On Friday we drove through Congonhas, a bleak mining town with a small seminary containing a the most famous set of statues made by Aleijadinho, sort of his Burghers of Calais. I am sorry to say that Google Maps does not do a good job of guiding through Congonhas. We walked the last 200 meters because the road had turned to 4WD boulders in a bleak neighborhood. Upon arrival there, it looked as if another road could have got us there without difficulty, but we had to go back the way we came.

Then we headed directly to Inhotim, an amazing art park next to Brumadinho, another mining town. Inhotim is impeccably landscaped, and would function well as a botanic garden even if there were no art at all: they have the largest collection of palm trees in the world, for example, and there were plenty of birds to watch. But there was plenty of art, all of it of the “large” variety. Tunga, mentioned above, had gotten the mining magnate in Brumadinho interested in collecting art, and creating this park to house it in was the logical next step. Many artists had individual pieces: a 12-foot statue here, a glass triangular building there, a huge kaleidoscope on a stand elsewhere. And there were many galleries, many permanent built specifically around a specific large work, and some which presumably have rotating exhibitions showing smaller pieces of several artists. Matthew Barney had a giant earthmover holding a white plastic tree inside a glass geodesic dome; Doug Aitken had a “sonic pavilion” playing sounds from deep in the earth in real time; Chris Burden had dropped huge construction beams into a just-poured concrete platform. There was a room playing a performance of a 40-person choir, each singer through an individual speaker. There was a gallery showing slides of 70s musicians’ LP covers used to serve cocaine, in comfortable rooms, one with mattresses, one with hammocks, one with a swimming pool (this would make an excellent party space). And those are just a few highlights. We spent 13 hours there across three days (we got half-price tickets because we are over 60!), but didn’t feel worn out like we do after two hours in SFMOMA, because the pieces were few and large, and they were broken up by walking and birdwatching and lunch.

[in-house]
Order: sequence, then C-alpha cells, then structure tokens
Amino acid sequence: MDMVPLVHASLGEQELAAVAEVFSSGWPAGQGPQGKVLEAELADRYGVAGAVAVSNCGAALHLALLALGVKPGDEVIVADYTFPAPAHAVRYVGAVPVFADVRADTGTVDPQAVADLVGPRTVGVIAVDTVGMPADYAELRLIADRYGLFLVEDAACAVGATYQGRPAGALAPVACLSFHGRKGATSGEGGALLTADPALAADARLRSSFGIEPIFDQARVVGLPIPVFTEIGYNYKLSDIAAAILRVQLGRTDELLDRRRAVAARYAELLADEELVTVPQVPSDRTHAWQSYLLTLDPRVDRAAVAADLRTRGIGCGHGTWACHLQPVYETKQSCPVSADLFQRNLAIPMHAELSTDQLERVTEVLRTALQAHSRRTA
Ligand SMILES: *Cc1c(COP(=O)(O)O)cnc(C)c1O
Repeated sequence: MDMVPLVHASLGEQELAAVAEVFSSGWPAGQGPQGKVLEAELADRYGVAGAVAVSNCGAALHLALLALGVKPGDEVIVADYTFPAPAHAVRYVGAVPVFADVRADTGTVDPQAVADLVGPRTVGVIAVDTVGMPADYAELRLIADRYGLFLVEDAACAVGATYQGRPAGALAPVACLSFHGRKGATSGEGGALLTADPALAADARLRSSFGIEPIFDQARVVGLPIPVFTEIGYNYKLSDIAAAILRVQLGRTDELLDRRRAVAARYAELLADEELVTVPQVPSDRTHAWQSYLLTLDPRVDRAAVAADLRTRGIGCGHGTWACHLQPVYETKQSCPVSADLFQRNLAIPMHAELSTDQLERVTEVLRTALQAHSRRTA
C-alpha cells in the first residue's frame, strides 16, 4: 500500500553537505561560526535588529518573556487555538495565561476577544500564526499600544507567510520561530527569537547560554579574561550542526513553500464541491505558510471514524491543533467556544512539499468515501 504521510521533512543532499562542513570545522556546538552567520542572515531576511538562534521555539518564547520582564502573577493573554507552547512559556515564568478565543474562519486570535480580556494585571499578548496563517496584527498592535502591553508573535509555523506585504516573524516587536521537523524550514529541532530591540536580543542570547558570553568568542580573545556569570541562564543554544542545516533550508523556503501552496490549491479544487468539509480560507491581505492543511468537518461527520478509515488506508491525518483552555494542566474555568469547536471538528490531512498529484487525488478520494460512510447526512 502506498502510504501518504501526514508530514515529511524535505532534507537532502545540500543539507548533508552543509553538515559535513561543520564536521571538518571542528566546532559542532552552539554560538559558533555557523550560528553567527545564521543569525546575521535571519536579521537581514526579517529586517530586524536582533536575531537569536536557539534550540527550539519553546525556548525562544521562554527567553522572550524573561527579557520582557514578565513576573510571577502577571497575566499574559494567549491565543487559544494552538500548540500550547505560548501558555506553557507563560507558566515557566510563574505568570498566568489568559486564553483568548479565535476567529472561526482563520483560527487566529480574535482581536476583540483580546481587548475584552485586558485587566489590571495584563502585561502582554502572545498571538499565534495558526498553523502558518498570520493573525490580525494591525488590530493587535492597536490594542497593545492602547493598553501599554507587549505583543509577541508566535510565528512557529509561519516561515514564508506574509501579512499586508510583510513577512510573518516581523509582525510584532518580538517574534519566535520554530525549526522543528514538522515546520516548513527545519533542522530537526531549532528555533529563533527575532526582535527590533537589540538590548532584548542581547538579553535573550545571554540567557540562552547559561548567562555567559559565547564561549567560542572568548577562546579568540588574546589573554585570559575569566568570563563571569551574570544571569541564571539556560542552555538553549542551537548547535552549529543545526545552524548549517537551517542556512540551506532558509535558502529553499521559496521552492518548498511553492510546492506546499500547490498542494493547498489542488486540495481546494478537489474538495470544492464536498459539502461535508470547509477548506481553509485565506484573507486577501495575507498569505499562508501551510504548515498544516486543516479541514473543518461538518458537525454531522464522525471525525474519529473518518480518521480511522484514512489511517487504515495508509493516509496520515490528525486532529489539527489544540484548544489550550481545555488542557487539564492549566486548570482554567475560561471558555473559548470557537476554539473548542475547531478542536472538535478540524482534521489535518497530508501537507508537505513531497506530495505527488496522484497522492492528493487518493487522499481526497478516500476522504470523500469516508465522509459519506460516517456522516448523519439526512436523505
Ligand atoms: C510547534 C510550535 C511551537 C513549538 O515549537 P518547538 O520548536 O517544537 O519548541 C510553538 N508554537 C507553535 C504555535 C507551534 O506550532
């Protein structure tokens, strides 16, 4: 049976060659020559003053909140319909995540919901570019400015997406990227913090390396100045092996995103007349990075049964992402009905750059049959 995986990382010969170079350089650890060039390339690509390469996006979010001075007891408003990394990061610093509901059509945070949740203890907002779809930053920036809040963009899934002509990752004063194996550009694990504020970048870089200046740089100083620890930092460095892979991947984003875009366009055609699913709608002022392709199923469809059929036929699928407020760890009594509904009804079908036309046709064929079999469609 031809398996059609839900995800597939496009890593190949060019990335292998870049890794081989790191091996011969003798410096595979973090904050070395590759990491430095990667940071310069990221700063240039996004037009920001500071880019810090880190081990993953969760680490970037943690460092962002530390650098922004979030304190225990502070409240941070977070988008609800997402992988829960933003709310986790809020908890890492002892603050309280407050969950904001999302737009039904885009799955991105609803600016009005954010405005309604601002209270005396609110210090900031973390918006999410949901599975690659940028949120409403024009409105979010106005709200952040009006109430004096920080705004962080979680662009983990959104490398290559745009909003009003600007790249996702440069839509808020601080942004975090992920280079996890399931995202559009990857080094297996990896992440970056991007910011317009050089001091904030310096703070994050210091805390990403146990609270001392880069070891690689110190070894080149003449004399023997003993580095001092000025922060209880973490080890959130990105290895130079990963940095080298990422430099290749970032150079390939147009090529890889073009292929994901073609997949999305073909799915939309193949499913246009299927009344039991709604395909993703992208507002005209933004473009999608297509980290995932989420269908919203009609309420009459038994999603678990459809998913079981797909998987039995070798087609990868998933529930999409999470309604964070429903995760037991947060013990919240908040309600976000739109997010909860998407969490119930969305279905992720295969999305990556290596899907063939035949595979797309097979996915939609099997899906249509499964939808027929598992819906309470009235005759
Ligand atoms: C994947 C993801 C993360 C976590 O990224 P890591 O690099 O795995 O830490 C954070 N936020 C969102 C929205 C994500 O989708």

We stayed in a little hostel in Brumhadinho, which had a jabuticada tree in the backyard, which mostly grows in Minas Gerais. It is a pine tree whose trunks are covered with little purple fruits, which you can eat but which are mostly used to make jam and liqueur. Apparently they had a festival just outside town while we were there, but we didn’t end up going.

On Sunday, after our final hours at Inhotim seeing the one section we hadn’t gotten to, we went to another CCBB branch in Belo Horizonte. This was hosting a show of artists from Berlin, including Thomas Rentmeister. His piece was in the first room of the show, consisting of maybe 4×9 meters of one-liter need-not-refrigerate milk cartons laid out on the floor. The curator said he was delighted when he was installing the work, since the dimensions exactly matched the parquetry on the floor. A film we’d seen in Berlin’s gay museum, “Deep Gold”, was also being shown in this exhibition, and we had a chance to see the whole 18 minutes of it this time. In the courtyard of the building, an exhibit called “Standard Time” featured a crew of workers with ladders. Every minute they’d rearrange planks on a set of struts so that the planks would indicate the current time. A video feed showed the same thing happening at another location outside somewhere as well. Yelp Nearby Open Now pointed us to a little place a block away serving perfectly grilled Brazilian river fish, where we had lunch. (It’s a good thing we did, because the hotel in Brasilia only had a buffet, which was getting pretty tired-looking by 10pm.)